Beginner filmmaker – first camcorder recommendations

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  • This topic has 5 replies, 1 voice, and was last updated 12 years ago by AvatarAnonymous.
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    • #43988
      AvatarAnonymous
      Inactive

      Hey, I am a beginner filmmaker, and want to start out slow and steady. I hope to spend no more than 200-250 on the camcorder. I am pretty much a rookie, and don’t know much so please also explain to me what the different types are. Any help is greatly appreciated. thanks!

    • #184329
      AvatarCraftersOfLight
      Participant

      You might find EarlC’s discussion on this topic of interest.

      http://videomaker.com/community/forums/topic/current-posts-common-theme

      As for which camera, might I suggest you look through the ones available through Amazon.com or B&H Photo? Read their descriptions/functions and follow with their reviews from users to see if any will fit your specific needs.

      Read magazines like Videomaker. Look up their product reviews.

      View the Videomaker Vidcasts here to learn some of the basic needs and skills.

      http://www.videomaker.com/vidcast/153/

      Don’t forget about resources like wikipedia. they do a very good job of discribing the differences and with the interactive links, help to answer some of your followup questions as well.

      http://www.wikipedia.org/

      And don’t forget the forum archives here. You are not the first one to ask such questions (and won’t be the last) so search the forums for responses to others. Theyare a great resource and mayalso help you with focusing on what you really want to do in video.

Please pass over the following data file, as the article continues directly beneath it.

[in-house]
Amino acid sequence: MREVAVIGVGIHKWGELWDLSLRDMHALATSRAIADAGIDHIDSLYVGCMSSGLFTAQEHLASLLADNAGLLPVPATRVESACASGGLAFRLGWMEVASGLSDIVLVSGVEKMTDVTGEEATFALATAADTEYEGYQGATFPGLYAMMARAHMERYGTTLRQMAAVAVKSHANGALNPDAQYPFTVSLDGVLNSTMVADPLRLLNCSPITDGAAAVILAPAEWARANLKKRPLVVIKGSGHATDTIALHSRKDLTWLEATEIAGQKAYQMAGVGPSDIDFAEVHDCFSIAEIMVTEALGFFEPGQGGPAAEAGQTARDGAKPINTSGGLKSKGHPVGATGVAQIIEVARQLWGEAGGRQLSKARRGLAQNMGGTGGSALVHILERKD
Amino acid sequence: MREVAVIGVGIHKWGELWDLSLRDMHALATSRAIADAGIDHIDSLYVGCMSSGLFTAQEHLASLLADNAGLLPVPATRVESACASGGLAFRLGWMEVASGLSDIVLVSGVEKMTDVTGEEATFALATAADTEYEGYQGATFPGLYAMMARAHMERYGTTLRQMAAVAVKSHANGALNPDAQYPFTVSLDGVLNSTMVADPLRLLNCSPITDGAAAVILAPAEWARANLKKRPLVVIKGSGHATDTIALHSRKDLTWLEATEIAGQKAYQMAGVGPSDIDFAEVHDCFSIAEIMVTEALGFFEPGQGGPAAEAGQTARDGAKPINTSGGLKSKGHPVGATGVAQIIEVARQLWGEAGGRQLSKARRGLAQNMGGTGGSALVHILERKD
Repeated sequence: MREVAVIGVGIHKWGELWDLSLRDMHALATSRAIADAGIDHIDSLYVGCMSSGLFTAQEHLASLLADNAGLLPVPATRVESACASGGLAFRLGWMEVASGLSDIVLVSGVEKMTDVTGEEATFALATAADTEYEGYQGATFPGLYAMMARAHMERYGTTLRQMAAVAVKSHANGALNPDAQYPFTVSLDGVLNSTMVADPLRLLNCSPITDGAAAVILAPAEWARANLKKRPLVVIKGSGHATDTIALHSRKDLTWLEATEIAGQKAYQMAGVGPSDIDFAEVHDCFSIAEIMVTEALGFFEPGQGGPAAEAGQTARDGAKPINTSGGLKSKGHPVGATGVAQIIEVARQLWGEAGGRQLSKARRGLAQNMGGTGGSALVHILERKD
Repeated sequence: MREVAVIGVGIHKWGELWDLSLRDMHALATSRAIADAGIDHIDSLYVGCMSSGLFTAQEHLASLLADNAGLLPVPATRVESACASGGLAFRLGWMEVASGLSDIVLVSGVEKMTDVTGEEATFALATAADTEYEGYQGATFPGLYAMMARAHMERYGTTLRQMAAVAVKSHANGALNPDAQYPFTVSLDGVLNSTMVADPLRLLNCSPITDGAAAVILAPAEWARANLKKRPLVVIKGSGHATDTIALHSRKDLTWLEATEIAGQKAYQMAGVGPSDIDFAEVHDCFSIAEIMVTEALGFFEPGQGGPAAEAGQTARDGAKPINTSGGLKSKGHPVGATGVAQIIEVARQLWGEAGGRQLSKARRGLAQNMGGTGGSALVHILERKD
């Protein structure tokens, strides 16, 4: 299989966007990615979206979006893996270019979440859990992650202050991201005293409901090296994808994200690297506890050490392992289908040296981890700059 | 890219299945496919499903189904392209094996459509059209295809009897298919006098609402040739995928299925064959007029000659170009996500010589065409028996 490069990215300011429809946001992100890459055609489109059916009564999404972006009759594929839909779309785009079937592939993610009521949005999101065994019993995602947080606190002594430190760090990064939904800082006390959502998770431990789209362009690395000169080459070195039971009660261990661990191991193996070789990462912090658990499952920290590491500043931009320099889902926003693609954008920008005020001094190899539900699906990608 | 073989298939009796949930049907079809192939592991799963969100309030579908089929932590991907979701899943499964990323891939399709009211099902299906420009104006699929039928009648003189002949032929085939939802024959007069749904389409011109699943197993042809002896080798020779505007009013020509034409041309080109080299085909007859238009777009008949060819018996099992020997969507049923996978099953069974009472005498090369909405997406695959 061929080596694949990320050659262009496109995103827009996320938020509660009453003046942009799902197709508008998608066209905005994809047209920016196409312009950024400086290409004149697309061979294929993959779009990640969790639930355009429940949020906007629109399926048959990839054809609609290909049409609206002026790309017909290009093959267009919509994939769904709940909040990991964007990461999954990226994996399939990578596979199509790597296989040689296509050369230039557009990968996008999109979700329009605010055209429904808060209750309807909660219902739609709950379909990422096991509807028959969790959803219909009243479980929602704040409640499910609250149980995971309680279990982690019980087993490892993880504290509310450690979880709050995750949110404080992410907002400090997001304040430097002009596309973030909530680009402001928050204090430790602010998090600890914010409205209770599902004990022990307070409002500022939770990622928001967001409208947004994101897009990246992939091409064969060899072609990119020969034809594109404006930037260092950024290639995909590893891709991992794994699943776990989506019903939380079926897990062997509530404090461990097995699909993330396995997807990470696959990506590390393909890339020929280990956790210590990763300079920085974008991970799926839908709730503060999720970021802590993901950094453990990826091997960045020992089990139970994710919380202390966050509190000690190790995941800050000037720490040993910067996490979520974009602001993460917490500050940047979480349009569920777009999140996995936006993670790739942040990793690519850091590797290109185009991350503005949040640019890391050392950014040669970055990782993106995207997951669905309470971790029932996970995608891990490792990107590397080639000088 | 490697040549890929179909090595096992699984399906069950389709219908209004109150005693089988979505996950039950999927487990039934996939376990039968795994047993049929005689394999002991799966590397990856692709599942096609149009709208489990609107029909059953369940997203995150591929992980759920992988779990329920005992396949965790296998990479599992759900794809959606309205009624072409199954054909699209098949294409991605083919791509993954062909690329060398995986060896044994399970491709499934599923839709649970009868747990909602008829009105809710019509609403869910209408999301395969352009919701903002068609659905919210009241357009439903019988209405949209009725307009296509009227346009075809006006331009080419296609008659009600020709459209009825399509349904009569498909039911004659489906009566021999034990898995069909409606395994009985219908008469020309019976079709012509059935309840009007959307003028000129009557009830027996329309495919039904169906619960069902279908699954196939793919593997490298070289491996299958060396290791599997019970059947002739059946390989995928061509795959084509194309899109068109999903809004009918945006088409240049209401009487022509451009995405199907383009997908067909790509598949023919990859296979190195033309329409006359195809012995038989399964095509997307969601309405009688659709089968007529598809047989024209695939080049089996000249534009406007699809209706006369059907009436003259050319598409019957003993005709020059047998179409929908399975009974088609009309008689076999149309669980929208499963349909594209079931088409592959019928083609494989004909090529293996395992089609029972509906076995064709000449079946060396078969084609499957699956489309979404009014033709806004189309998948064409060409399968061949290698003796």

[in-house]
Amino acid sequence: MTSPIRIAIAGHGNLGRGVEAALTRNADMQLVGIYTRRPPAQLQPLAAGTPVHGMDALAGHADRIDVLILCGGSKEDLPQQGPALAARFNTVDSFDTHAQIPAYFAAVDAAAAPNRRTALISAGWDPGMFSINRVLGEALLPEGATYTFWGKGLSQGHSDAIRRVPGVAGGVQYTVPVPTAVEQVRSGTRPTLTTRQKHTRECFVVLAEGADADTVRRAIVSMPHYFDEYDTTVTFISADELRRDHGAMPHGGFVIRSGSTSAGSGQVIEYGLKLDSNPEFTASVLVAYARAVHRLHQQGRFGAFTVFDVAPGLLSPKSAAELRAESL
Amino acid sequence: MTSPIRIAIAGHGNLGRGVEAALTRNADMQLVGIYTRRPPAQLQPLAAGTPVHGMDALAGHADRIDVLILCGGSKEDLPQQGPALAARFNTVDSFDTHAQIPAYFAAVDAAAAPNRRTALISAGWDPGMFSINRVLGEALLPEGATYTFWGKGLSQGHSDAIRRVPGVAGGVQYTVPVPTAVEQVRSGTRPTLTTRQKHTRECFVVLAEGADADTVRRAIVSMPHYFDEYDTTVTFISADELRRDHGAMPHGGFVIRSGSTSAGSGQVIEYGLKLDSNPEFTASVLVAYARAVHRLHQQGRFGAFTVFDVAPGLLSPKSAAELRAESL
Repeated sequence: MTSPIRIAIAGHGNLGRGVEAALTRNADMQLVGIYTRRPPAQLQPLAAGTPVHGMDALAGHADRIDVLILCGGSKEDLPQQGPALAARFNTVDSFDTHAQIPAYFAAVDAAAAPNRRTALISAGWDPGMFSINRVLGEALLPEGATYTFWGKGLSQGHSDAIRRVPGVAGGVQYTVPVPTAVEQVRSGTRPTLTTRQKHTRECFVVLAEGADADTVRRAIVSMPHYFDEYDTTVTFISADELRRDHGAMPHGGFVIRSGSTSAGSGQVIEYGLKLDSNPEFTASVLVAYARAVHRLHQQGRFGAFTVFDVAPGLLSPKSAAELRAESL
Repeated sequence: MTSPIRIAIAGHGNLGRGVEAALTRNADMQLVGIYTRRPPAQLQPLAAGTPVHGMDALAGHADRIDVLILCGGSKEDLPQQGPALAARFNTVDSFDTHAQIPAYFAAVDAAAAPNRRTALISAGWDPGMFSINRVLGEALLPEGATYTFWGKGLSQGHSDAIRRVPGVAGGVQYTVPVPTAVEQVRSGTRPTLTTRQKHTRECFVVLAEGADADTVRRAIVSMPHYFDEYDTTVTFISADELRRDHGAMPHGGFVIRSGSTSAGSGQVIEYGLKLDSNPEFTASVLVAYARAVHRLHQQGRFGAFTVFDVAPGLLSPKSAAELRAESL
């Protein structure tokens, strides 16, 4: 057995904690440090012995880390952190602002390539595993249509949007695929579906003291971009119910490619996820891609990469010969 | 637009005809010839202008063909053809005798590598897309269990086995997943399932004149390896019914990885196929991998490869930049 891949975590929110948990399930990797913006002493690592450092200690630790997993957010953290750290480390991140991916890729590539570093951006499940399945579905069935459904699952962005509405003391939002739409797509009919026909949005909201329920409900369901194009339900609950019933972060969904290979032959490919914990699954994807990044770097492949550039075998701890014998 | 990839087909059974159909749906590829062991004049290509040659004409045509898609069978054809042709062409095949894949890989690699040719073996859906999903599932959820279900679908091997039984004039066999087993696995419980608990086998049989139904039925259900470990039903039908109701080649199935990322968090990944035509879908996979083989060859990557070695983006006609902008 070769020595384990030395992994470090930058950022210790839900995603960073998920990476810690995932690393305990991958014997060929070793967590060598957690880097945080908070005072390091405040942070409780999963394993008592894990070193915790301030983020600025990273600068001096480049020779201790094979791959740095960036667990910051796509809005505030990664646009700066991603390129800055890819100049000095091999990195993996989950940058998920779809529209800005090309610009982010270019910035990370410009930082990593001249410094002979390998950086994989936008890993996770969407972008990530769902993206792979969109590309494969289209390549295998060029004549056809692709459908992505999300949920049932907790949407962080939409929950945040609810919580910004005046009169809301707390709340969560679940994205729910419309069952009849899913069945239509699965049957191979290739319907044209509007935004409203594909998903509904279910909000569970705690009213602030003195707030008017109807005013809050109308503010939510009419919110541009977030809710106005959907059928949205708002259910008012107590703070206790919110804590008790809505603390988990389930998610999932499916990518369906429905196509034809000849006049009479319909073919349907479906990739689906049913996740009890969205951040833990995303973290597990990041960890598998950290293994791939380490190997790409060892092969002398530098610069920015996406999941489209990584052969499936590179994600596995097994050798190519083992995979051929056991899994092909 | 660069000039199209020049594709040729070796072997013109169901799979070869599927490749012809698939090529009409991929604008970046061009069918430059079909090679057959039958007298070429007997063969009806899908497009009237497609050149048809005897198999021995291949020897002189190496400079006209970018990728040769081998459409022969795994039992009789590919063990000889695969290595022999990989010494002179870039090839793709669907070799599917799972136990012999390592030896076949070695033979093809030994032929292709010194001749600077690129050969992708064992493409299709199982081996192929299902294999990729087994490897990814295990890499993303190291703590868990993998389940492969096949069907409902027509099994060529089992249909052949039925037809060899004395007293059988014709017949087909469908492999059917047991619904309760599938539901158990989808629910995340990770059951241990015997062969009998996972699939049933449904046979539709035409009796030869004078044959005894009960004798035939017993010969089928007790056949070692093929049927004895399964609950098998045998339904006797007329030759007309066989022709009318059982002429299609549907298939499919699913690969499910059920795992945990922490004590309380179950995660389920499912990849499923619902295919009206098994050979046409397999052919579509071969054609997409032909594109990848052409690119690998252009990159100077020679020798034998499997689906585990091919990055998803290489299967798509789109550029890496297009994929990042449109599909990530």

• #184330
      AvatarAnonymous
      Inactive

      You’ll have to research the cams yourself. However, I can tell you is the best value these days is a refurbedCanon HV20. It’s a small handycam that shoots HDV and has a good audio setup including input. Right now, you won’t be able to beat the value. It’s about $420 US. Be aware that PAL cams can’t send the video back to the cam forvarious reasons. However, you can simply store your productions on cheap HDD’s these days.

    • #184331
      AvatarEarlC
      Member

      Actually, it would be a better deal to go with the HV30, even the HV40, rather than purchase a refurbushed camera that is two generations old. Only, at best, a couple hundred dollars difference for a mega-difference in technological improvements over the HV20. Might even last long enough to outlive availability of MiniDV tape.

    • #184332
      AvatarAnonymous
      Inactive

      For any purchase, chart out price versus performance&features, then simply choose the widget that’s closest to the “knee on the curve”.

      However, this tactic isn’t always practical for a newb. The OP is budget-limited and videography might not end up being his cup of tea. Ergo I gotta agree with zoobia’s approach.

    • #184333
      AvatarAnonymous
      Inactive

      Go to camcorderinfo.com They have great reviews, it will sure make your choice easier.

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